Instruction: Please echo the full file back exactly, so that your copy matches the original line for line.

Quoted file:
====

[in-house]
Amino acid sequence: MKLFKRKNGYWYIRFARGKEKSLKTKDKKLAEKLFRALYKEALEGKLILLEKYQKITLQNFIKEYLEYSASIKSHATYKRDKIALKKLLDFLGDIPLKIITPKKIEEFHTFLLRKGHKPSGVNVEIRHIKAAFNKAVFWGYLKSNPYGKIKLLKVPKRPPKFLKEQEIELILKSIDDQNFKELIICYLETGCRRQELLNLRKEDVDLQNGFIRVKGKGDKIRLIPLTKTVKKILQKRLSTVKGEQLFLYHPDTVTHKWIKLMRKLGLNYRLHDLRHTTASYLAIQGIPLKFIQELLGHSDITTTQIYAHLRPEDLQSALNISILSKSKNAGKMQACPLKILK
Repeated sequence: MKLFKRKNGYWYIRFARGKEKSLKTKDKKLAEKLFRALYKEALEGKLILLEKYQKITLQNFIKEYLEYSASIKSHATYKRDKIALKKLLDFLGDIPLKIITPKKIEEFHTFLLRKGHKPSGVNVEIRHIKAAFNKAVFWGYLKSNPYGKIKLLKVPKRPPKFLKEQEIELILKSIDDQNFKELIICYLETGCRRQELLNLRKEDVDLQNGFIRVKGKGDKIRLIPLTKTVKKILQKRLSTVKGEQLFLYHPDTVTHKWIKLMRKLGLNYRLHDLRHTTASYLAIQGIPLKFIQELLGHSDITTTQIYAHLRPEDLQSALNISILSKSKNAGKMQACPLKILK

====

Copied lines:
[in-house]
Amino acid sequence: MKLFKRKNGYWYIRFARGKEKSLKTKDKKLAEKLFRALYKEALEGKLILLEKYQKITLQNFIKEYLEYSASIKSHATYKRDKIALKKLLDFLGDIPLKIITPKKIEEFHTFLLRKGHKPSGVNVEIRHIKAAFNKAVFWGYLKSNPYGKIKLLKVPKRPPKFLKEQEIELILKSIDDQNFKELIICYLETGCRRQELLNLRKEDVDLQNGFIRVKGKGDKIRLIPLTKTVKKILQKRLSTVKGEQLFLYHPDTVTHKWIKLMRKLGLNYRLHDLRHTTASYLAIQGIPLKFIQELLGHSDITTTQIYAHLRPEDLQSALNISILSKSKNAGKMQACPLKILK
Repeated sequence: MKLFKRKNGYWYIRFARGKEKSLKTKDKKLAEKLFRALYKEALEGKLILLEKYQKITLQNFIKEYLEYSASIKSHATYKRDKIALKKLLDFLGDIPLKIITPKKIEEFHTFLLRKGHKPSGVNVEIRHIKAAFNKAVFWGYLKSNPYGKIKLLKVPKRPPKFLKEQEIELILKSIDDQNFKELIICYLETGCRRQELLNLRKEDVDLQNGFIRVKGKGDKIRLIPLTKTVKKILQKRLSTVKGEQLFLYHPDTVTHKWIKLMRKLGLNYRLHDLRHTTASYLAIQGIPLKFIQELLGHSDITTTQIYAHLRPEDLQSALNISILSKSKNAGKMQACPLKILK